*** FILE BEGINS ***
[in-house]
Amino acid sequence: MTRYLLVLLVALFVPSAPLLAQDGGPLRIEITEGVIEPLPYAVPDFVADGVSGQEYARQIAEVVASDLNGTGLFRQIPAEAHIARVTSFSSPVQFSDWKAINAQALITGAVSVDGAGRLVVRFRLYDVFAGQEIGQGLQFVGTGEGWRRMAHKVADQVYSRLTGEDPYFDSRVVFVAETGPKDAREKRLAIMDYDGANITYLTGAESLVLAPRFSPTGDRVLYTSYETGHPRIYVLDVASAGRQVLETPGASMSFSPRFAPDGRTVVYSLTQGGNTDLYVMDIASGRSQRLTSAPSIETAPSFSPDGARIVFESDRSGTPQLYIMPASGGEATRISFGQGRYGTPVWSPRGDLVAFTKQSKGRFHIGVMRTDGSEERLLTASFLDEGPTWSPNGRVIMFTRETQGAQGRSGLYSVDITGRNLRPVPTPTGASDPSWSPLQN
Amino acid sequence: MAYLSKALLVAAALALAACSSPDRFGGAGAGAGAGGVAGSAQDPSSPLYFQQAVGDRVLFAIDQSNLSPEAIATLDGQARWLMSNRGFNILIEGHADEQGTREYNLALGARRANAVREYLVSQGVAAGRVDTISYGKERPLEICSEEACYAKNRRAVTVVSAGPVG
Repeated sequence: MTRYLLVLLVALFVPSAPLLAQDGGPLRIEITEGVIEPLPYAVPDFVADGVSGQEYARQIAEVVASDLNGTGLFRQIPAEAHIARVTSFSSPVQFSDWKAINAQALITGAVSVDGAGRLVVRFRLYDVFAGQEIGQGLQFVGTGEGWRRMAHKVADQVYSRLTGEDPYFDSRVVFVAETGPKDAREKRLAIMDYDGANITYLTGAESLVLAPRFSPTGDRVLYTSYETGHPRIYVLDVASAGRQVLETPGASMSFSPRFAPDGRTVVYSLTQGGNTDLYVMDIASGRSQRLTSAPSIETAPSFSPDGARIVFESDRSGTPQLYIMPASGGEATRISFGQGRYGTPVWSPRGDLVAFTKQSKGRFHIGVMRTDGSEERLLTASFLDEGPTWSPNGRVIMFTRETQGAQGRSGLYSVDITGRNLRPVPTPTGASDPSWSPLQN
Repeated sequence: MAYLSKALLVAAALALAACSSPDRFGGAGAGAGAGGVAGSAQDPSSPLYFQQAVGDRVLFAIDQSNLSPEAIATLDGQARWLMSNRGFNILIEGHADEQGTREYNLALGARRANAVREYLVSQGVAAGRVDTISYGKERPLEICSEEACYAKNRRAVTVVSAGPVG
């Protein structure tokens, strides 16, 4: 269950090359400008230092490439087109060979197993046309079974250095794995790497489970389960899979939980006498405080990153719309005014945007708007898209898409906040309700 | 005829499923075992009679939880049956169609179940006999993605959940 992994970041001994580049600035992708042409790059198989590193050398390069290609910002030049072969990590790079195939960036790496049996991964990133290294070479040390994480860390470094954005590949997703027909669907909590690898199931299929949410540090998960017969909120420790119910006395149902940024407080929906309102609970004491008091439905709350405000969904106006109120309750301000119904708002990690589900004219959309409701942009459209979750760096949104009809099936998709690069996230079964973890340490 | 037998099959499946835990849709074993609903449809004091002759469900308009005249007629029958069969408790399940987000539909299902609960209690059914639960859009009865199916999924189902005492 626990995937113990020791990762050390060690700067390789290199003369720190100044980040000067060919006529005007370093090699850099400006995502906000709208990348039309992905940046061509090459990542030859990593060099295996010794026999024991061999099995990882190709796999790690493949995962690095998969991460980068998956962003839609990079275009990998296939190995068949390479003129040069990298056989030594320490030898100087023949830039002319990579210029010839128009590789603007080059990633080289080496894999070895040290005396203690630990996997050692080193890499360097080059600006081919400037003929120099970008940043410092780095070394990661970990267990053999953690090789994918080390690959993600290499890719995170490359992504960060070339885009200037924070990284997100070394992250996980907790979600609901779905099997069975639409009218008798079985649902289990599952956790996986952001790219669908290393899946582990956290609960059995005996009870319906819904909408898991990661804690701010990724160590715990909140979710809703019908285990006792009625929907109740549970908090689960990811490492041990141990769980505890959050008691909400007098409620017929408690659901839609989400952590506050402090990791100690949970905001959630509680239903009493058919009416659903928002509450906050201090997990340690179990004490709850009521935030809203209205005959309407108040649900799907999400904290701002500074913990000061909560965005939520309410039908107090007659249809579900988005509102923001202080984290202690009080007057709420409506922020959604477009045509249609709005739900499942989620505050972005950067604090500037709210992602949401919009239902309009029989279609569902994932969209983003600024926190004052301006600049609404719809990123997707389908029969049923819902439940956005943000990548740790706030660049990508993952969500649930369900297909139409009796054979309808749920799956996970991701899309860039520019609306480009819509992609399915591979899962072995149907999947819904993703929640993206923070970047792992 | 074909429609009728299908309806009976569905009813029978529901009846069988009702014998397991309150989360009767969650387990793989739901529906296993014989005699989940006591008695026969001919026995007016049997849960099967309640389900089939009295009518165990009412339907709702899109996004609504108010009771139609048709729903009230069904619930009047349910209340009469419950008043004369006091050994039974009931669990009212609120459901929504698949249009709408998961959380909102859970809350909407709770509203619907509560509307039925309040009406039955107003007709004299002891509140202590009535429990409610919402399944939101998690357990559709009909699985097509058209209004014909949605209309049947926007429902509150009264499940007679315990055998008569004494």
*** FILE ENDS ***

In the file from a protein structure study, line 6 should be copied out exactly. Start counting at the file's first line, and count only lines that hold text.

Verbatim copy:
């Protein structure tokens, strides 16, 4: 269950090359400008230092490439087109060979197993046309079974250095794995790497489970389960899979939980006498405080990153719309005014945007708007898209898409906040309700 | 005829499923075992009679939880049956169609179940006999993605959940 992994970041001994580049600035992708042409790059198989590193050398390069290609910002030049072969990590790079195939960036790496049996991964990133290294070479040390994480860390470094954005590949997703027909669907909590690898199931299929949410540090998960017969909120420790119910006395149902940024407080929906309102609970004491008091439905709350405000969904106006109120309750301000119904708002990690589900004219959309409701942009459209979750760096949104009809099936998709690069996230079964973890340490 | 037998099959499946835990849709074993609903449809004091002759469900308009005249007629029958069969408790399940987000539909299902609960209690059914639960859009009865199916999924189902005492 626990995937113990020791990762050390060690700067390789290199003369720190100044980040000067060919006529005007370093090699850099400006995502906000709208990348039309992905940046061509090459990542030859990593060099295996010794026999024991061999099995990882190709796999790690493949995962690095998969991460980068998956962003839609990079275009990998296939190995068949390479003129040069990298056989030594320490030898100087023949830039002319990579210029010839128009590789603007080059990633080289080496894999070895040290005396203690630990996997050692080193890499360097080059600006081919400037003929120099970008940043410092780095070394990661970990267990053999953690090789994918080390690959993600290499890719995170490359992504960060070339885009200037924070990284997100070394992250996980907790979600609901779905099997069975639409009218008798079985649902289990599952956790996986952001790219669908290393899946582990956290609960059995005996009870319906819904909408898991990661804690701010990724160590715990909140979710809703019908285990006792009625929907109740549970908090689960990811490492041990141990769980505890959050008691909400007098409620017929408690659901839609989400952590506050402090990791100690949970905001959630509680239903009493058919009416659903928002509450906050201090997990340690179990004490709850009521935030809203209205005959309407108040649900799907999400904290701002500074913990000061909560965005939520309410039908107090007659249809579900988005509102923001202080984290202690009080007057709420409506922020959604477009045509249609709005739900499942989620505050972005950067604090500037709210992602949401919009239902309009029989279609569902994932969209983003600024926190004052301006600049609404719809990123997707389908029969049923819902439940956005943000990548740790706030660049990508993952969500649930369900297909139409009796054979309808749920799956996970991701899309860039520019609306480009819509992609399915591979899962072995149907999947819904993703929640993206923070970047792992 | 074909429609009728299908309806009976569905009813029978529901009846069988009702014998397991309150989360009767969650387990793989739901529906296993014989005699989940006591008695026969001919026995007016049997849960099967309640389900089939009295009518165990009412339907709702899109996004609504108010009771139609048709729903009230069904619930009047349910209340009469419950008043004369006091050994039974009931669990009212609120459901929504698949249009709408998961959380909102859970809350909407709770509203619907509560509307039925309040009406039955107003007709004299002891509140202590009535429990409610919402399944939101998690357990559709009909699985097509058209209004014909949605209309049947926007429902509150009264499940007679315990055998008569004494």